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Long IslandColumnistsDan Janison

A big state ceremony with an unpretentious feel

Gov. Andrew Cuomo embraces former President Bill Clinton

Gov. Andrew Cuomo embraces former President Bill Clinton during the funeral of former Gov. Mario M. Cuomo at St. Ignatius Church in Manhattan on Tuesday, Jan. 6, 2015. Photo Credit: Office of the Governor / Darren McGee

The Rev. George M. Witt said Mario Cuomo "made it quite clear" before he died "that as much as possible he wanted a simple local funeral with minimal fanfare."

"This has been hard to pull off."

Witt is pastor of the Church of St. Ignatius Loyola in Manhattan, which became the home parish of the former governor and family members when he moved to Sutton Place following his third term in Albany at the end of 1994.

The Upper East Side today may be a long way from 20th century Queens. On this occasion, it seemed less so. With Gov. Andrew M. Cuomo speaking, and a phalanx of state troopers taking part, and political VIPs packing the pews, it was a big state ceremony for sure. But mention of his father's early work for Corona homeowners and the life his family built in South Jamaica rekindled the Queens hearth.

Andrew Cuomo even quipped during his eulogy that his father was confident Pope Francis I would agree that "Jesus was from an outer borough."

The ground floor of the Frank E. Campbell Funeral Chapel, where his wake was held Monday, had an especially unpretentious feel.

Photos placed at the entrance included a black-and-white rendition of the late governor with his back to a brick wall, in dress shirt and dark slacks, pulling back a stickball bat. On his face you could see a rare look of unrestrained glee.

Others were a formal Mario-and-Matilda wedding photo from 60 years ago; a posed photo in his minor-league baseball uniform; another of Andrew and Mario Cuomo hailing an election victory, one of Mario sharing a laugh with his one-time aide, the late Tim Russert, and another from his appearance in baseball cap on a Wheaties box.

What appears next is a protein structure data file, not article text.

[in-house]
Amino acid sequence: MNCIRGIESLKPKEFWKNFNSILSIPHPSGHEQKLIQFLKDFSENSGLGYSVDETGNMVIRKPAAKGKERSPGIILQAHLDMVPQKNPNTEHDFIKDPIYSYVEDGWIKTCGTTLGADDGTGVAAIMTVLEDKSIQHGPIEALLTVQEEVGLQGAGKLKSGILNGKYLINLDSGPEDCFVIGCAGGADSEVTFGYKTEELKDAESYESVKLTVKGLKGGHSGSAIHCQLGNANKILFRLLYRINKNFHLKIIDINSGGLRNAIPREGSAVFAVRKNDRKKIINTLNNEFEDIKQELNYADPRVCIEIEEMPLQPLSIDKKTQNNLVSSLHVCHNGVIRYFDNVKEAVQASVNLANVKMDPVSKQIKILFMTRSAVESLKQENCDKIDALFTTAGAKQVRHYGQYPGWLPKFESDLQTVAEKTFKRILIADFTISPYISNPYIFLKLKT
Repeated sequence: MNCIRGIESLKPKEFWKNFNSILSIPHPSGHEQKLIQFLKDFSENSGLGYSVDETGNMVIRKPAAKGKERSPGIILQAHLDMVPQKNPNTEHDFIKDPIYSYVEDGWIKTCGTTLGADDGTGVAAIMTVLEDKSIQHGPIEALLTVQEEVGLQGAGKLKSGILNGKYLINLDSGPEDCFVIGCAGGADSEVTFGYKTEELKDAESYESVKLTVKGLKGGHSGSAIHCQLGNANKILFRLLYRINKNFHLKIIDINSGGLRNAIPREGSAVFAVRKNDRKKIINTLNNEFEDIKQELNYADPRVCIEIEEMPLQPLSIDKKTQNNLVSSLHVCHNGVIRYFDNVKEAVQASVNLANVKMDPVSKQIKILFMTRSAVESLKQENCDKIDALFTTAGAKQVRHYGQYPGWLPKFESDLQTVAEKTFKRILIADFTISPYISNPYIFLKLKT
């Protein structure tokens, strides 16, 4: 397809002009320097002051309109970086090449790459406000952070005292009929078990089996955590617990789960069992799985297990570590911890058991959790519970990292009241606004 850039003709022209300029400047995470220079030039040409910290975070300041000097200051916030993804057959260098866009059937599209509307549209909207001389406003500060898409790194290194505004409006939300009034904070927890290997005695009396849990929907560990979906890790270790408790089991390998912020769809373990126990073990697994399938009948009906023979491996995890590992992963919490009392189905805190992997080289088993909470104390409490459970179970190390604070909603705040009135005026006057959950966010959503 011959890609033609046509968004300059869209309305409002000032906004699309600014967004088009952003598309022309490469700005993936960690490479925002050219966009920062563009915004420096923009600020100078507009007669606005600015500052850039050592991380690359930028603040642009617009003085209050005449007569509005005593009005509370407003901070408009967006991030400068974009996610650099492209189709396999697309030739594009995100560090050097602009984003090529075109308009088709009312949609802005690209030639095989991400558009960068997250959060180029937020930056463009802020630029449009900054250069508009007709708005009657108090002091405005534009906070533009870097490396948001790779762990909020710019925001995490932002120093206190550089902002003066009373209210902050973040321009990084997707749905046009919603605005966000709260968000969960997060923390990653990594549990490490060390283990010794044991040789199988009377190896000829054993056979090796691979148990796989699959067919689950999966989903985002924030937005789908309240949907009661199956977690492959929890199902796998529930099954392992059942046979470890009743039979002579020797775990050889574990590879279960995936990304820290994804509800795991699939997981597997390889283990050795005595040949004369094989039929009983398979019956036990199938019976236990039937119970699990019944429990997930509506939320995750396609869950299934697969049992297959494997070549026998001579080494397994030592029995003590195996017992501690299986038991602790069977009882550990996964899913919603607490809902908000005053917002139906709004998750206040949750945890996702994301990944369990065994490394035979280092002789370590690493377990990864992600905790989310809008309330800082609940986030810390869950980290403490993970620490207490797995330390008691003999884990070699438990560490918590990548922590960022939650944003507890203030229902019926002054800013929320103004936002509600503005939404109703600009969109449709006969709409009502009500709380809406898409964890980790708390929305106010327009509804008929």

Outdoors, despite subfreezing temperatures, mourners stood, some for hours, in a line stretching around the block. After other exhausted-looking family members departed, younger son Chris Cuomo, the television journalist, slowly walked along the line of well-wishers, exchanging hugs and gentle words with those still waiting.

Thirteen hours later, as the coffin arrived and the funeral commenced, snow fell steadily from a gunmetal sky that seemed conducive to grieving.

"For those who knew him well," Witt said from the pulpit, Mario Cuomo's stated desire for a simple funeral "comes as no surprise. For despite the great successes of his career, Mario Cuomo was fundamentally a humble man -- and a man of great faith in God."

Sounds like something the deceased might have been humbled to hear.

Once his turn came, the current Governor Cuomo said: "My father was a humanist. He had strong feelings of right and wrong based on his religion, philosophy and life experiences."

"Mario Cuomo was the keynote speaker for our better angels."

That's a good line -- and a tough act for any governor to follow.

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